Edition for 09 June 2020

Top Stories

Top super funds increasingly vote down climate resolutions (The Sydney Morning Herald)

  • Eight major super funds have been criticised for voting against the majority of shareholder proposals on climate change at recent annual general meetings despite being members of an investor group pushing for companies to take action on climate risks.
  • The Australian Centre for Corporate Responsibility's research found super fund support for climate proposals had fallen last year.
  • The Investor Group on Climate Change represents institutional investors that collectively manage more than $2 trillion and chief executive Emma Herd said shareholder resolutions are just one tool, alongside divestment and board-level pressure, used to drive corporate action on climate change.

Borrowed time: Climate change threatens U.S. mortgage market (EHN)

  • U.S. taxpayers could be on the hook for billions of dollars in climate-related property losses as the government backs a growing number of mortgages on homes in the path of floods, fires and extreme weather.
  • In short, the government’s biggest housing subsidies — mortgage guarantees and flood insurance — are on course to hit taxpayers and the housing market as the effects of climate change worsen, a POLITICO analysis finds.
  • That scenario has a growing collection of finance experts, progressives and congressional Democrats pressuring financial institutions and their regulators to give more weight to the systemic risks of climate change.

BP to shed 10,000 jobs worldwide in fallout from pandemic, price crash (The Globe and Mail)

  • The job reductions are part of a plan to make the 111-year-old oil company more nimble as it prepares for the shift to low-carbon energy.
  • While the impact of BP’s green pivot on its oil sands operations is unknown for now, new analysis by the Seattle-based Stockholm Environment Institute examines how Canada’s oil and gas sector fits into a postpandemic economy in the midst of an energy transition.

Renewable energy is taking off — but not in bank boardrooms (Grist)

  • When it comes to investing in a sustainable future, do we really have to pick between fossil fuels and renewable energy?
  • Well, yes. But many of the world’s top banking executives and directors haven’t gotten the memo. At least, that’s what a new analysis from Bloomberg suggests: Entanglements with major emitters are surprisingly prevalent in the boardroom of 20 major U.S. and European banks.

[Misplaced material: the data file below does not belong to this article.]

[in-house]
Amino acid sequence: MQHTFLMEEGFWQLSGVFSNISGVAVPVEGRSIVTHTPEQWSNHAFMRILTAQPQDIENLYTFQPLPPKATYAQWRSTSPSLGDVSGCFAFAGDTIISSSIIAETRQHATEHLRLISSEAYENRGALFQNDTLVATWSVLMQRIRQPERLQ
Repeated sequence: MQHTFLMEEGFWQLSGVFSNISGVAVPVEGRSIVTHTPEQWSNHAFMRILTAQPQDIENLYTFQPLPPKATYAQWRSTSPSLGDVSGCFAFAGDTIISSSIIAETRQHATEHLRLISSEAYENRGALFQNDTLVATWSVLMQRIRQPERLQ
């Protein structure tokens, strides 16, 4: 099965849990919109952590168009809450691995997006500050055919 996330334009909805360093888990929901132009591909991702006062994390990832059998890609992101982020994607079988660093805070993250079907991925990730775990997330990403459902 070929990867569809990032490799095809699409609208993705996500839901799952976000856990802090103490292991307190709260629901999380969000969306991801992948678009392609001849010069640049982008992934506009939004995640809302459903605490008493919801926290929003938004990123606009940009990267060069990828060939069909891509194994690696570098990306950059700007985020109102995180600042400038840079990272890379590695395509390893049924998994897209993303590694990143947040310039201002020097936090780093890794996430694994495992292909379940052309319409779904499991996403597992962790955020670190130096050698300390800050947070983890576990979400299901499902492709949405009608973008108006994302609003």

• It found that at least 73 had once held positions with big corporate emitters around the globe, including fossil fuel companies, manufacturers, utilities, retailers, and other companies with sizable carbon footprints.

North America’s largest pipeline company aims to pivot to natural gas and renewable energy (Financial Post)

  • Enbridge Inc., North America’s largest pipeline company, is shifting its asset mix to reflect the energy transition underway across the world.
  • While it will continue to invest in oil pipelines, the company will also invest increasingly larger proportions of its capital to natural gas and renewable energy projects as consumers around the world demand lower-emitting forms of energy.
  • Other major Calgary-based energy companies are also looking to reposition their businesses over the longer term as part of a major energy transition.

How the Pandemic Can Lead to a More Sustainable Future (Knowledge@Wharton)

  • Lord Greg Barker speaks with Wharton’s Peter Cappelli and Mike Useem about how the pandemic could spur a greater commitment by global leaders to combat climate change. From 2010 to 2015, Lord Barker served in the David Cameron government as an MP and minister of state for energy and climate change. 
  • The only way businesses can be accountable for their actions is to have greater transparency and greater disclosure on the sustainability and carbon content of either the products that they make or the services that they offer.
  • It requires a strong policy lead from politicians, it requires collaboration and partnership with business as well.

How on-demand food delivery apps could encourage low-carbon food (GreenBiz)

  • For the environmentally minded, the increased adoption of app-based food delivery services presents a unique opportunity to affect carbon emissions in the food supply chain.
  • Adopting these habits has the potential to reduce carbon emissions by 66 gigatonnes CO2-equivalent, according to Project Drawdown.
  • This information gives consumers power in their food choices and allows food-delivery apps to demonstrate climate-friendly values.

The Climate Sentinel is an AI-powered news assistant for ESG investors and those concerned about climate change, corporate social responsibility, and related topics. Learn more.

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